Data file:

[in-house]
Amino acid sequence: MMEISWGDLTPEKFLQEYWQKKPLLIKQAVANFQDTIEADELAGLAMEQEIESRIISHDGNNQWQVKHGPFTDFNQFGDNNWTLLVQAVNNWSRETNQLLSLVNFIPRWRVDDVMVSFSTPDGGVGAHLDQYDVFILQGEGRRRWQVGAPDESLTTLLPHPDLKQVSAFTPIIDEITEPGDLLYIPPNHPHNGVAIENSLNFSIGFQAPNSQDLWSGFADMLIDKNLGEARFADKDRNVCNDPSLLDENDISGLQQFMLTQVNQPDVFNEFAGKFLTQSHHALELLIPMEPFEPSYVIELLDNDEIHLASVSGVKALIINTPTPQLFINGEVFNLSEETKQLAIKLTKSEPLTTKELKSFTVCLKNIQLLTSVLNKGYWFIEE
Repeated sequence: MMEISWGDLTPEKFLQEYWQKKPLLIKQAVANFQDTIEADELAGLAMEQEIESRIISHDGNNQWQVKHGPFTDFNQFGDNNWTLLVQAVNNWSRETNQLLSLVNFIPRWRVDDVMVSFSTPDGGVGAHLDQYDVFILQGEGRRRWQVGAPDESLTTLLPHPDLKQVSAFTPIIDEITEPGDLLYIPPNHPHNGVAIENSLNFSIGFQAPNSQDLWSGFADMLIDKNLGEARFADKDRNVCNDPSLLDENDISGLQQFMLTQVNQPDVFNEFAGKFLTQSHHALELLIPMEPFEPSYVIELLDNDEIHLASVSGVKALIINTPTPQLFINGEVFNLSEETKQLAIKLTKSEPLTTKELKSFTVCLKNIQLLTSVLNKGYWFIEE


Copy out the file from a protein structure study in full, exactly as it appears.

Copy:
[in-house]
Amino acid sequence: MMEISWGDLTPEKFLQEYWQKKPLLIKQAVANFQDTIEADELAGLAMEQEIESRIISHDGNNQWQVKHGPFTDFNQFGDNNWTLLVQAVNNWSRETNQLLSLVNFIPRWRVDDVMVSFSTPDGGVGAHLDQYDVFILQGEGRRRWQVGAPDESLTTLLPHPDLKQVSAFTPIIDEITEPGDLLYIPPNHPHNGVAIENSLNFSIGFQAPNSQDLWSGFADMLIDKNLGEARFADKDRNVCNDPSLLDENDISGLQQFMLTQVNQPDVFNEFAGKFLTQSHHALELLIPMEPFEPSYVIELLDNDEIHLASVSGVKALIINTPTPQLFINGEVFNLSEETKQLAIKLTKSEPLTTKELKSFTVCLKNIQLLTSVLNKGYWFIEE
Repeated sequence: MMEISWGDLTPEKFLQEYWQKKPLLIKQAVANFQDTIEADELAGLAMEQEIESRIISHDGNNQWQVKHGPFTDFNQFGDNNWTLLVQAVNNWSRETNQLLSLVNFIPRWRVDDVMVSFSTPDGGVGAHLDQYDVFILQGEGRRRWQVGAPDESLTTLLPHPDLKQVSAFTPIIDEITEPGDLLYIPPNHPHNGVAIENSLNFSIGFQAPNSQDLWSGFADMLIDKNLGEARFADKDRNVCNDPSLLDENDISGLQQFMLTQVNQPDVFNEFAGKFLTQSHHALELLIPMEPFEPSYVIELLDNDEIHLASVSGVKALIINTPTPQLFINGEVFNLSEETKQLAIKLTKSEPLTTKELKSFTVCLKNIQLLTSVLNKGYWFIEE